Yesterday I Learned … V


Yesterday, I learned that every job has its drawbacks. I learned this when I informed a group how much I now love green bean casserole, and one of my friends said, “I can never eat it again. The sight of it makes me want to hurl.” She explained to us that when she was a member of an Emergency Medical team, they received a call for an overdose. When on this call, she performed mouth to mouth on the victim, and the victim vomited into her mouth. He vomited the last thing he ate, of course, and that happened to be green bean casserole. Today I learned that while every job has its drawbacks, I don’t think I’d be able to become an EMT after hearing this. I come from a long line of strong stomachs. My dad spent a majority of his life eating Swanson’s Mexican TV dinners, and he lived a relatively long life. Yet, I have to imagine that if I was an EMT trainee, and one of the on staff veterans said, “This job has it’s drawbacks,” and they explained the possibility that while trying to resuscitate a victim I might get vomited into my mouth, “I’m out,” would probably my response. “It happens,” is something they might add, “and you have to prepare for that possibility.” If they, then, provided a visual anywhere close to the stomach-turning display in the season 2 finale of Amazon Prime’s Catastrophe, I think half the training class might politely stand and proceed to the nearest exit in an orderly fashion.

Yesterday, I thought about how many exciting opportunities I missed in life. I thought about how cautious I was, and I was cautious, too cautious at times. I probably didn’t have as many opportunities as I think I did, but some were undeniable. I didn’t cash in on them, I tried to avoid talking about them, and yesterday I tried to figure out why. Today, I realized that I based some of these decisions on the unique brand of crazy I knew they had deep inside their Cracker Jack box.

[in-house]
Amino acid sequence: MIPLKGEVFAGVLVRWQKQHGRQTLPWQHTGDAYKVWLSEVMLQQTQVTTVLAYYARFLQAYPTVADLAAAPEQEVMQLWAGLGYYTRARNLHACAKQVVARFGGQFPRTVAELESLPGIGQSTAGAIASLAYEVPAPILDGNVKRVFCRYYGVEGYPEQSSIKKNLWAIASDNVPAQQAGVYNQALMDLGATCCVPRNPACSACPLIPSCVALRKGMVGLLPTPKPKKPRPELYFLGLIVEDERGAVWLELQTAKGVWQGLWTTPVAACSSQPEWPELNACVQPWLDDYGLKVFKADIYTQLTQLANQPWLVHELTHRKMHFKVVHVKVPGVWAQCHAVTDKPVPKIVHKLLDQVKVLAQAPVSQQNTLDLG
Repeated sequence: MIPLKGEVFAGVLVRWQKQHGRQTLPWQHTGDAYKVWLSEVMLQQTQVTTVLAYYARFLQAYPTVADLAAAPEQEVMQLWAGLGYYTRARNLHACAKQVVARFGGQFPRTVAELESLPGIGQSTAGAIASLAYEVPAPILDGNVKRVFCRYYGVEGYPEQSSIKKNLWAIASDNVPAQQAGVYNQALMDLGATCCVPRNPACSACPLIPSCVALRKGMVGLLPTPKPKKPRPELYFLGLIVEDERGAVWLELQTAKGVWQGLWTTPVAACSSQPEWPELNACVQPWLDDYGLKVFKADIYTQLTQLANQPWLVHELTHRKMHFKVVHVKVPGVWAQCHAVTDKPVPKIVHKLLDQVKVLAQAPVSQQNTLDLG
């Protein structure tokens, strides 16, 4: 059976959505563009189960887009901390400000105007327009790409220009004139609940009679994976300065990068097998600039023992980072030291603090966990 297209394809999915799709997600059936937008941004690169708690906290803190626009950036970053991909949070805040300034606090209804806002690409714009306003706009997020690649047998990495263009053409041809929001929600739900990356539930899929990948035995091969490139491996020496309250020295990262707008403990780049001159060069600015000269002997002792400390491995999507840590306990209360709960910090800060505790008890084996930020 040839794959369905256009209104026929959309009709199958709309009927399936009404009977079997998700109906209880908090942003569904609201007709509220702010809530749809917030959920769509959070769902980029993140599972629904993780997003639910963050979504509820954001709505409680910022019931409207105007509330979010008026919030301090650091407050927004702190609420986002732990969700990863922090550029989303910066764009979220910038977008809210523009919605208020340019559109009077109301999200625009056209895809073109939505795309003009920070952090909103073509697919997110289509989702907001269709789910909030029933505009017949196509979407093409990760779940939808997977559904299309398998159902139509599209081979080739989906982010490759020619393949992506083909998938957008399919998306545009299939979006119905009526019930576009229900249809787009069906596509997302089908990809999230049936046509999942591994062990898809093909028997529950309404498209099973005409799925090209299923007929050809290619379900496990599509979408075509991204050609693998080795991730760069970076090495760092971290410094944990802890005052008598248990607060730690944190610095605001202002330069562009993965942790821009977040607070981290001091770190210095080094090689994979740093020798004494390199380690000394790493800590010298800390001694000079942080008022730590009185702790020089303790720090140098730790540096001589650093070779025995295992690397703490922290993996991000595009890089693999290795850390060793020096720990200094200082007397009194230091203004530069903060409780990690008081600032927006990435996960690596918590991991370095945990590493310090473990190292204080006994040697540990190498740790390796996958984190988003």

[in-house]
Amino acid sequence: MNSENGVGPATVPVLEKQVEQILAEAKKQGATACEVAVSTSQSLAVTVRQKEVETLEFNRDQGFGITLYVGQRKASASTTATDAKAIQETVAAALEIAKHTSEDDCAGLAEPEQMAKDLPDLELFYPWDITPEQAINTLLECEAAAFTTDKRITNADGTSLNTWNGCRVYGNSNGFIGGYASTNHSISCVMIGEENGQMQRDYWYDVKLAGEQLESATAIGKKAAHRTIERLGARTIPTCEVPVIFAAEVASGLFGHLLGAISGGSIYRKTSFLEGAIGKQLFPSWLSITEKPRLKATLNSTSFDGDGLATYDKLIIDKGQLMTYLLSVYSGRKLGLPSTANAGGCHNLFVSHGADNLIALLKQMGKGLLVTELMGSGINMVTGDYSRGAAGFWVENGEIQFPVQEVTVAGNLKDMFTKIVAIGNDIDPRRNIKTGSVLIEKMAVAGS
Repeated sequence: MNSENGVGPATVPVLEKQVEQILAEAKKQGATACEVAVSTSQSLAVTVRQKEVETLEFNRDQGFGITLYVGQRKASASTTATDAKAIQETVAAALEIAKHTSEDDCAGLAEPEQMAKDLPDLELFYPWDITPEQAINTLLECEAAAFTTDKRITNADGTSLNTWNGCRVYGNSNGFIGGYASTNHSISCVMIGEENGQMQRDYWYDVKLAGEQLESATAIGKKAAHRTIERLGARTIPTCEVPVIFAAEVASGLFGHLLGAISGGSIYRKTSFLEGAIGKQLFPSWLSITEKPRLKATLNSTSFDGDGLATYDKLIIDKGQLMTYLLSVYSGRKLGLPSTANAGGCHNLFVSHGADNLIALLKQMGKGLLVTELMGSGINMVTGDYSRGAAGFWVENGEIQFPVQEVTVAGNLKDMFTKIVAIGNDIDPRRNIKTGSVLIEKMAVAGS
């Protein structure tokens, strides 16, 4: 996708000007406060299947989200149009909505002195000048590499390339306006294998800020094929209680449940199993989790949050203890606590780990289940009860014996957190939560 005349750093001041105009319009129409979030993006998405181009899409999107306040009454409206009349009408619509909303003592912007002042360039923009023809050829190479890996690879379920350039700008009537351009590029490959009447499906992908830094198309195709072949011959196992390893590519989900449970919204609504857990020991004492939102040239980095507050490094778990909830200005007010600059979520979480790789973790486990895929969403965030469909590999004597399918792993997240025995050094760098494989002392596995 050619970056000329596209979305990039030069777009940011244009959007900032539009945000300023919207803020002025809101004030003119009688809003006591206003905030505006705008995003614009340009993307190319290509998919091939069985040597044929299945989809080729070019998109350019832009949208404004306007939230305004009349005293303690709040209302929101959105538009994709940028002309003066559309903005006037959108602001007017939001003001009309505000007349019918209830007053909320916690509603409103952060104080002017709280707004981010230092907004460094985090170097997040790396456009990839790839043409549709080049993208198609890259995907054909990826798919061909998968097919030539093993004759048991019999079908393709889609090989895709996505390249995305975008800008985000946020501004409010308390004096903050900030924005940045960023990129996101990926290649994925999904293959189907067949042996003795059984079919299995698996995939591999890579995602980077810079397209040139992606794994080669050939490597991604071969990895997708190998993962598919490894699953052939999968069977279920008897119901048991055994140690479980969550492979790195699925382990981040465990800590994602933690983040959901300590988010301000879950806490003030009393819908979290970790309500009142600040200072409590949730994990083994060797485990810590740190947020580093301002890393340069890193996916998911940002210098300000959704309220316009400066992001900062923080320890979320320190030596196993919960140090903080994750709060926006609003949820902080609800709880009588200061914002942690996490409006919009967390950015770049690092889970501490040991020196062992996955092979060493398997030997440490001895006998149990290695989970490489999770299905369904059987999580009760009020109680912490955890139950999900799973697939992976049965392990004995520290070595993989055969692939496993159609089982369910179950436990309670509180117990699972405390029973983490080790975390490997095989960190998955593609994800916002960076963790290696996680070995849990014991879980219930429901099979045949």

Some of us loved the unique taste of the molasses, caramel confection of popcorn and peanuts the Cracker Jacks company offered, but most of us did not. The flavor isn’t awful by any means, but if someone told the individual, who decided to package and ship the Cracker Jack product, that it would prove a sales juggernaut for over a hundred years, they would probably be surprised. When they heat the confection at a fair, or some outdoor venue that offers it fresh, the adoration for the confection is more understandable, but there was always a certain, stale taste to it in the Cracker Jack Box. Yet, as kids, we always asked for Cracker Jacks as a treat, because the prospect of a prize in each box was tantalizing. The prize often turned out to be as disappointing as the flavor of the super-sweet molasses-flavored caramel coated popcorn and peanuts, but the next time our parents offered us an open invitation to the store shelves, we chose Cracker Jacks again. “Candy-coated popcorn, peanuts and a prize” proved a provocative marketing slogan to those of us of a certain age who couldn’t wait for our surprise. Several other enterprises have taken the prospect of a “prize in each container” to greater lengths, but I don’t know if a company did more with less than the Cracker Jack Company and later Borden.